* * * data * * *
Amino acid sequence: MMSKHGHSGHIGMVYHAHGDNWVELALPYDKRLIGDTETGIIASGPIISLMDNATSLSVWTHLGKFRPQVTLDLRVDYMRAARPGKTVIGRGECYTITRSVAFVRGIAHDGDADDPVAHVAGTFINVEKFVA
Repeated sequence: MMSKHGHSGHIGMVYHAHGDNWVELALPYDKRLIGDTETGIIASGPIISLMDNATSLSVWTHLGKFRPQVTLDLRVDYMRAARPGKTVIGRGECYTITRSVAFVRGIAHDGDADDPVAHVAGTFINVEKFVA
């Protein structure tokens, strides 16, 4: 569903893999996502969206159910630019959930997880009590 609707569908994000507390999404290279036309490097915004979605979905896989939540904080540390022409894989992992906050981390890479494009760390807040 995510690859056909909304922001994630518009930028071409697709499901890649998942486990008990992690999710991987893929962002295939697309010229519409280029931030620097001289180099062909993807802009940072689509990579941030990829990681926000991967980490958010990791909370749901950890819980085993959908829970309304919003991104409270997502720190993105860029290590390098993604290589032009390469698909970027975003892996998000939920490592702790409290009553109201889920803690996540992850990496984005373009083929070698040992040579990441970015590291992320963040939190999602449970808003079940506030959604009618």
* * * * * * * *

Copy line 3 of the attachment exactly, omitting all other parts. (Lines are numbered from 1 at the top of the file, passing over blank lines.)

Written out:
């Protein structure tokens, strides 16, 4: 569903893999996502969206159910630019959930997880009590 609707569908994000507390999404290279036309490097915004979605979905896989939540904080540390022409894989992992906050981390890479494009760390807040 995510690859056909909304922001994630518009930028071409697709499901890649998942486990008990992690999710991987893929962002295939697309010229519409280029931030620097001289180099062909993807802009940072689509990579941030990829990681926000991967980490958010990791909370749901950890819980085993959908829970309304919003991104409270997502720190993105860029290590390098993604290589032009390469698909970027975003892996998000939920490592702790409290009553109201889920803690996540992850990496984005373009083929070698040992040579990441970015590291992320963040939190999602449970808003079940506030959604009618």